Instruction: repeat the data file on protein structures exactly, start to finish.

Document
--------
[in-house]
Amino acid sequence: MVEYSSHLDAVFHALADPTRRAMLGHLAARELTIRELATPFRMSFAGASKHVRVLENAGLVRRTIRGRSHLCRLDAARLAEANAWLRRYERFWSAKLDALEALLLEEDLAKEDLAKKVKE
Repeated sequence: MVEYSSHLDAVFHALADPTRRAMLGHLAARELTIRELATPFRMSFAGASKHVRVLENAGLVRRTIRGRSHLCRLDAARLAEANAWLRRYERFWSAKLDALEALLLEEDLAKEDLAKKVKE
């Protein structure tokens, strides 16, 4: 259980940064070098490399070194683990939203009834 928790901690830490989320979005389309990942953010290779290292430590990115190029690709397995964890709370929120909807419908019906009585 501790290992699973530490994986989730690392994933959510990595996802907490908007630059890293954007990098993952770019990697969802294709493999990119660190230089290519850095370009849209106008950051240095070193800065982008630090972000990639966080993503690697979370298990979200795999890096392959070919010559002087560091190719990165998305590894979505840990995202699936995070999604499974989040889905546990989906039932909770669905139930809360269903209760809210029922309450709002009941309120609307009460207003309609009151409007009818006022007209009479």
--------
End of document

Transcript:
[in-house]
Amino acid sequence: MVEYSSHLDAVFHALADPTRRAMLGHLAARELTIRELATPFRMSFAGASKHVRVLENAGLVRRTIRGRSHLCRLDAARLAEANAWLRRYERFWSAKLDALEALLLEEDLAKEDLAKKVKE
Repeated sequence: MVEYSSHLDAVFHALADPTRRAMLGHLAARELTIRELATPFRMSFAGASKHVRVLENAGLVRRTIRGRSHLCRLDAARLAEANAWLRRYERFWSAKLDALEALLLEEDLAKEDLAKKVKE
């Protein structure tokens, strides 16, 4: 259980940064070098490399070194683990939203009834 928790901690830490989320979005389309990942953010290779290292430590990115190029690709397995964890709370929120909807419908019906009585 501790290992699973530490994986989730690392994933959510990595996802907490908007630059890293954007990098993952770019990697969802294709493999990119660190230089290519850095370009849209106008950051240095070193800065982008630090972000990639966080993503690697979370298990979200795999890096392959070919010559002087560091190719990165998305590894979505840990995202699936995070999604499974989040889905546990989906039932909770669905139930809360269903209760809210029922309450709002009941309120609307009460207003309609009151409007009818006022007209009479």